[FPSPACE] RE: X-Prize -- Lindburgh's aircraft was never scaled up to become a passenger airliner.

Spellman James Civ 60MDG/PA James.Spellman at travis.af.mil
Sat Oct 2 13:09:14 EDT 2004


-----Original Message-----
From: "Keith Gottschalk" <kgottschalk at uwc.ac.za>
Date: Sat, 02 Oct 2004 11:28:22 
To:<fpspace at friends-partners.org>
Subject: [FPSPACE] Ticket prices; X prizes

Quoting Keith --
	"From a question to a reflection. Everyone  makes the connection
between the X prize and the prize Lindburgh won. But Lindburgh's
aircraft was never scaled up to become a passenger airliner.  I do not
know if the company that built it ever became serious players in the
airliner industry."


This might help. . .
~JS~

Ryan Aeronautical Company

T. Claude Ryan, best known for building the plane that Charles Lindbergh
flew in his famous 1927 transatlantic flight, was born in Kansas in
1898. He learned to fly in 1917, was trained by the U.S. Army Air Corps,
and served with the U.S. Aerial Forest Patrol. In 1922 he established
the Ryan Flying School and a business in San Diego, California, for
flying sightseers around town. In April 1925, needing capital, Ryan
became partners with Benjamin Franklin Mahoney and formed Ryan Airlines.
The company converted war surplus aircraft for civil use, rebuilding
Standard open-cockpit biplanes to cabin transports. Ryan also acquired
the Douglas Cloudster and used it as a passenger plane after modifying
it to accommodate passengers in an enclosed cabin. He designed and built
about 40 M-1 and M-2 mail/passenger transports in 1926. 

Ryan sold his interest in the company to Mahoney in 1926 but stayed on
to manage the company. In early 1927, a group of St. Louis investors
asked Ryan if he could build a plane for a nonstop transatlantic trip
within 60 days. He accepted the challenge and produced the Spirit of St.
Louis, which Charles Lindbergh flew across the Atlantic. Ryan, however,
had no financial stake in the company and did not receive much in the
way of tangible rewards. 

Mahoney formed the Mahoney-Ryan Aircraft Corporation in St. Louis,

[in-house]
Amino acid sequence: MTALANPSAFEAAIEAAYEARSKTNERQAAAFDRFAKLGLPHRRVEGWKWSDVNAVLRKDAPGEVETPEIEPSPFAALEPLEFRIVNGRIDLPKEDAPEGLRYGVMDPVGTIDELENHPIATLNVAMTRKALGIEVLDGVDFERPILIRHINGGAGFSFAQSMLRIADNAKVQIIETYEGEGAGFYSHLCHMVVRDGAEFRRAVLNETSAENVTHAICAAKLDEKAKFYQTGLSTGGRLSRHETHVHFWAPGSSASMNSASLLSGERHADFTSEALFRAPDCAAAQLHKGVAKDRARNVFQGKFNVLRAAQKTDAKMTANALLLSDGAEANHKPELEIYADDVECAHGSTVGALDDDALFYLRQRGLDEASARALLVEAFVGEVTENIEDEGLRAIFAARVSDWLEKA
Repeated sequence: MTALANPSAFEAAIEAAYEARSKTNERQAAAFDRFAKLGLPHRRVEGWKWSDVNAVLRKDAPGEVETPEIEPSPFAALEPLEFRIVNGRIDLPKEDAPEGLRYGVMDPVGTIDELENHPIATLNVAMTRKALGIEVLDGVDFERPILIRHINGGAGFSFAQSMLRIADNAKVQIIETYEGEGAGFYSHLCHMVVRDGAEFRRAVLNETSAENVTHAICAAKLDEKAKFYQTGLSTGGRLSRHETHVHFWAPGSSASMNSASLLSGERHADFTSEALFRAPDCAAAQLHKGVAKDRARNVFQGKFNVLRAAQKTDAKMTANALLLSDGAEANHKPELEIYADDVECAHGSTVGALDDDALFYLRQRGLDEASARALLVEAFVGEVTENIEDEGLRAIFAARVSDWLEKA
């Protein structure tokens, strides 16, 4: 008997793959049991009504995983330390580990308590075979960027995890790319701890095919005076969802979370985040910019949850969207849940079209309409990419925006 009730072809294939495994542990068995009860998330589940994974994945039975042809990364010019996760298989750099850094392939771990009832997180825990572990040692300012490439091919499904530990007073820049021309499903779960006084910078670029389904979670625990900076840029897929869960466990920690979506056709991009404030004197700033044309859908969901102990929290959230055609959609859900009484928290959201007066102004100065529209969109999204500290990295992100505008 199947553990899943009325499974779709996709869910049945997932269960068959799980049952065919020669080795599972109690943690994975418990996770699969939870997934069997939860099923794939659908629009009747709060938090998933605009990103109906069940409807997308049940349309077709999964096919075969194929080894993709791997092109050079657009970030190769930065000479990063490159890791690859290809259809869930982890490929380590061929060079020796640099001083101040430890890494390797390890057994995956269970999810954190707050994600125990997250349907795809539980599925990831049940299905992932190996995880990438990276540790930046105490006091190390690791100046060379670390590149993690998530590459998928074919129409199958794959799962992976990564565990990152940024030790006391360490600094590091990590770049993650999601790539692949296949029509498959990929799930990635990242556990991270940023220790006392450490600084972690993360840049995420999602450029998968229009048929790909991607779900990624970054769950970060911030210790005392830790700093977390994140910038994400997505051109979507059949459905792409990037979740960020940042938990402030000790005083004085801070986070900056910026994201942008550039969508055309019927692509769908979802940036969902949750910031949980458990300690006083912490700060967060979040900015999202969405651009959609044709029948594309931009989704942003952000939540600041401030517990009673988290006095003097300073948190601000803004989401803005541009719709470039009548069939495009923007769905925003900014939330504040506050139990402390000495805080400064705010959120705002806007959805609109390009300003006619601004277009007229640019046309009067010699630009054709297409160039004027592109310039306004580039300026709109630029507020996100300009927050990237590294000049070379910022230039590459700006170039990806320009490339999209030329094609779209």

Missouri, in 1928, to capitalize on Ryan's name. The new company
produced a number of airplanes but was acquired by the holding company
Detroit Aircraft Corporation in May 1929. Detroit folded the next year
and sold the factory in October 1930.

Meanwhile, also in 1926, Ryan had established a separate, Ryan
Aeronautical Company, primarily to import Siemens aircraft engines from
Germany. In 1928, Siemens, which wished to establish its own
distributorship in the United States, bought Ryan out for $75,000. 

With the money he received from Siemens, Ryan started a flying school in
May 1928, and formed the Ryan School of Aeronautics on June 5, 1931. On
May 26, 1934, he formed a new Ryan Aeronautical Company, and the school
eventually became a subsidiary. 

The first design by the new company was the Ryan ST. The prototype's
first flight took place from Lindbergh Field on June 8, 1934. The ST was
a two-seat, open-cockpit aircraft with fabric-covered braced low-wings
and an all-metal fuselage. A 95 horsepower (71-horsepower) inline engine
powered it, giving the ST a top speed of almost 140 miles per hour (225
kilometers per hour). With its exceptional handling and speed, the ST
caused a minor sensation at the time. However, only five were produced.
Less than a year later, the STA appeared. Powered by a 125-horsepower
(93-kilowatt) engine, this model set a number of light plane speed and
altitude records and also won the 1937 International Aerobatic
Championships, piloted by Tex Rankin. The next model was the STA
Special, powered by a supercharged 150-horsepower (112-kilowatt) engine.
This led directly to the STM (Sport Trainer Military) that had the same
engine but a slightly wider cockpit opening to accommodate the wearing
of parachutes. 

The STM was initially marketed in Latin American. Small numbers of
single-seat versions were sold to Bolivia, Ecuador, Guatemala, Honduras,
Mexico, and Nicaragua. The biggest export customer turned out to be the
Netherlands East Indies (later Indonesia), which needed a basic trainer
when war broke out in Europe in 1939 and its pilots could not reach the
Netherlands for training. In 1940, an order was placed for 84 STM-2
landplane and 24 STM-S2 floatplane trainers that were used as primary,
basic, and advanced trainers and for every task except bombing and
gunnery training. Following the invasion of Java by the Japanese,
several STMs were captured and flown by the invading forces. However, 34